Nicky Hayden (another larger rider) went from Honda to Ducati.

Valentino Rossi (about the same size and weight as Casey Stoner) went from Yamaha- Crossplane Technology- to Ducati

Below is some insight to how Casey has been feeling about the differences in style of bikes.

"Specifically, how is the 1000 different from the 800 on corner entry, mid-corner, exit?

Well, the only thing I think, not so much from the 1000 to 800, but just an improvement that we've made with Honda, is braking stability. 
The wheelbase is maybe a little different and when we go on the brakes we've, of course, got a bit more stability as we're going into the corner. The rear's not wanting to hop up as much. So we can actually sink our hands into the brakes a lot harder. So it's actually changing the braking points by a little bit less than what we'd expected, because our bike has improved quite substantially in that point. I'd say corner entry is exactly the same. Everything from that point on is very similar. I think it's mainly just chassis-wise that we've improved. The weight of the bike is exactly the same, the way it's going to react is very similar, if not the same.

The weight's the same?

Now we've gone four kilos, but that was quite recently that they decided to add that. The bikes were designed and built and then they go, Ah yeah, we're going to add four kilos. So I don't think that's really the right way forward. And I hope they fight it. I hope they fight it and win because you don't make rules and change it at the last minute when the bike's already developed. So I think the extra four kilos isn't changing anything like that anyway. It's more or less the same weight. If it was 20 kilos difference in the bike, it might be a bit of difference. At this point it just feels very similar to the 800. The only thing that's different for us is the way the chassis feels. Like I said, I think we've made some improvements with that. And just corner exit, we're able to use that power a lot better, we're able to get a more torque out of the engine, have a lot more control with the engine because it's not so peaky. And actually I've found a lot more traction. Because of the extra torque and control, it wants to drive out of the corner a lot longer before it spins.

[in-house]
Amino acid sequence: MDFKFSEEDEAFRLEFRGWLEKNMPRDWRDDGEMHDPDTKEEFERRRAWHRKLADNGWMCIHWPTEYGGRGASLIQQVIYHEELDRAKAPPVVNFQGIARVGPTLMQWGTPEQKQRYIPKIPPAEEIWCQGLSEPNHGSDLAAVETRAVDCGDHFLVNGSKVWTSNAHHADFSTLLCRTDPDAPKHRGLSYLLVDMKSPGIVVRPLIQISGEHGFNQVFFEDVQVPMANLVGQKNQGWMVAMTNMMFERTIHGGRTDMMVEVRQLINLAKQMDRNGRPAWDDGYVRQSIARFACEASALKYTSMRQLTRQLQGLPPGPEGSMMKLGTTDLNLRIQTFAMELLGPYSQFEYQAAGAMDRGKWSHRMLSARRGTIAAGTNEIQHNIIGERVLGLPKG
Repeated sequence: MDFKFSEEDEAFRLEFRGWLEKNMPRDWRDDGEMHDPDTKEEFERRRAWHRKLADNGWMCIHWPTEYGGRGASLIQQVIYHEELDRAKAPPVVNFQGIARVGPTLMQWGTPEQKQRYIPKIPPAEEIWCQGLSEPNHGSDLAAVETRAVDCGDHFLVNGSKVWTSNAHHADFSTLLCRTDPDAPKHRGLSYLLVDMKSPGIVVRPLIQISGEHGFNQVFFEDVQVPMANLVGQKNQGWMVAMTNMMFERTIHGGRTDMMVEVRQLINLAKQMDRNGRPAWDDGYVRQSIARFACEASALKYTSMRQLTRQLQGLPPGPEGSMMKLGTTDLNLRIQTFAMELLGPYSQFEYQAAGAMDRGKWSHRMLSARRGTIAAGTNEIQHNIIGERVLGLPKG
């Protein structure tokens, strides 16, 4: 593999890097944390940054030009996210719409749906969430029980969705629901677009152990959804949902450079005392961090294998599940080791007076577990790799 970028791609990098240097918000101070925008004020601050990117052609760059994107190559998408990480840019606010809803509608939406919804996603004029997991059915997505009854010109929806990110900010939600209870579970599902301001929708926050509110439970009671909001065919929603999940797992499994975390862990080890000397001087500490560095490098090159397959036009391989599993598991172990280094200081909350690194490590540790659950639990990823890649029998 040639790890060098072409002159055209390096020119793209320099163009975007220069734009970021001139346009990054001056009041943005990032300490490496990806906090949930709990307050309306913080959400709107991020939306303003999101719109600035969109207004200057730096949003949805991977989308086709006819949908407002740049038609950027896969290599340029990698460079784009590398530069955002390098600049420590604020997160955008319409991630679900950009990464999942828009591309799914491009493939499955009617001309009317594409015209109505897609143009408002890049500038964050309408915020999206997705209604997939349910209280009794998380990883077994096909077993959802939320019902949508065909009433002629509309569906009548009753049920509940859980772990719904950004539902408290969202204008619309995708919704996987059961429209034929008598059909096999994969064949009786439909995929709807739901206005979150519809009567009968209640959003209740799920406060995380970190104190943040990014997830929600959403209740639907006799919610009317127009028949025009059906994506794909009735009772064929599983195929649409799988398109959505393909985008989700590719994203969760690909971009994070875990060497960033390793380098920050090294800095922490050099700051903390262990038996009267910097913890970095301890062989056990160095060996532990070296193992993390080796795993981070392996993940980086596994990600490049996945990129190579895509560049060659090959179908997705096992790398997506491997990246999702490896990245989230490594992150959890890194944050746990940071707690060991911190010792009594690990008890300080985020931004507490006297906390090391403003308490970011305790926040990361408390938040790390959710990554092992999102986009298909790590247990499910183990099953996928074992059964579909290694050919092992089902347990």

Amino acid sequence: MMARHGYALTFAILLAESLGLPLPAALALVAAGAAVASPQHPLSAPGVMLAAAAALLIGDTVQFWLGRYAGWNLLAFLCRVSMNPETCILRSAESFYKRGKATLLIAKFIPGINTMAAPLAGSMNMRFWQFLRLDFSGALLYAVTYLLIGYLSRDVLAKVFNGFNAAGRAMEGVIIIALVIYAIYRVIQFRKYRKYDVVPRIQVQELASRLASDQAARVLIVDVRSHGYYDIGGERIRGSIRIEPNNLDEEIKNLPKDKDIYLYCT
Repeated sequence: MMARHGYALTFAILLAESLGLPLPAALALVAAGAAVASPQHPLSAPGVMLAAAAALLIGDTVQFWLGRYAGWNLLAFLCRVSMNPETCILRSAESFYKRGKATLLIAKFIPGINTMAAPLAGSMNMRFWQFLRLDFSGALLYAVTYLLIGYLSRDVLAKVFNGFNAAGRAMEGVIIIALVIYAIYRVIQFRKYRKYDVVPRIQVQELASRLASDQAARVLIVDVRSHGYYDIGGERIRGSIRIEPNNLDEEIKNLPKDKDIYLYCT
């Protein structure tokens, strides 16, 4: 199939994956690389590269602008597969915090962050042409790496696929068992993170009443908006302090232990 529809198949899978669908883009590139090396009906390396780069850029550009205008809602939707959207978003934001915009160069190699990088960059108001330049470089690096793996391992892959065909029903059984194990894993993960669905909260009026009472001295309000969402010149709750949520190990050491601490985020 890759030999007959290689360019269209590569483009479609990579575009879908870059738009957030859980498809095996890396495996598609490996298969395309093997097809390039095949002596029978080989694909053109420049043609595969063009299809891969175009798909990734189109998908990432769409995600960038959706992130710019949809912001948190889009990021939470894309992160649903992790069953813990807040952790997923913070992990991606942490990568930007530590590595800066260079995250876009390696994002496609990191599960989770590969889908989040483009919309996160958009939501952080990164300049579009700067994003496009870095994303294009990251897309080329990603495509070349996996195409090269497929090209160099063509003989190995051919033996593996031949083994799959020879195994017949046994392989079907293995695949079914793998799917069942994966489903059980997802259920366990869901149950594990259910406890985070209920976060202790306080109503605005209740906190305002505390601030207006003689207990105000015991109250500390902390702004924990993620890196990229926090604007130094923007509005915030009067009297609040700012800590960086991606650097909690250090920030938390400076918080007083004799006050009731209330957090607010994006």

Can you be less precise with the 1000 and still get away with it?

I'd say no. In a small way I think maybe, because of that extra torque you've got you can just square the corner off then and shoot it out. But the 800s already had a lot of power. And especially by the end of their time they already had a quite substantial amount and too much. You're still spinning up everywhere. So I'd say, no. I think you've still got to ride them in a very similar way. Try to ride them very accurately and everyone's just trying to massage out the bugs at the moment.

If you make a mistake, is it less forgiving than the 800?

No, I think it's very similar. The 800s, maybe you were carrying a little bit more corner speed. Because you didn't have the same power on the 800s then you didn't have the same problems with wheelies. The 1000s, of course, especially on a small track with a short gearbox, is just going to want to wheelie quite a lot, so that's going to be something you'll have to think about. So they did turn a little bit harder and you keep a little bit more throttle in the middle of the turn really. But such a minute amount. You can still ride them in exactly the same way. I was watching some of the lines out there of everybody today and looking at some of the black marks. They're using the whole track still. I'm using less and less of the track, because I'm happy with that extra bit of torque. But in general you can still ride them in both ways."

I suppose you have to know a bit about motorcycles in order to completely grasp these concepts but if you comment on this post I'll be sure to answer any questions as thouroghly as I can. 

Johnny 5-

Saturday, March 10, 2012

Why Ride?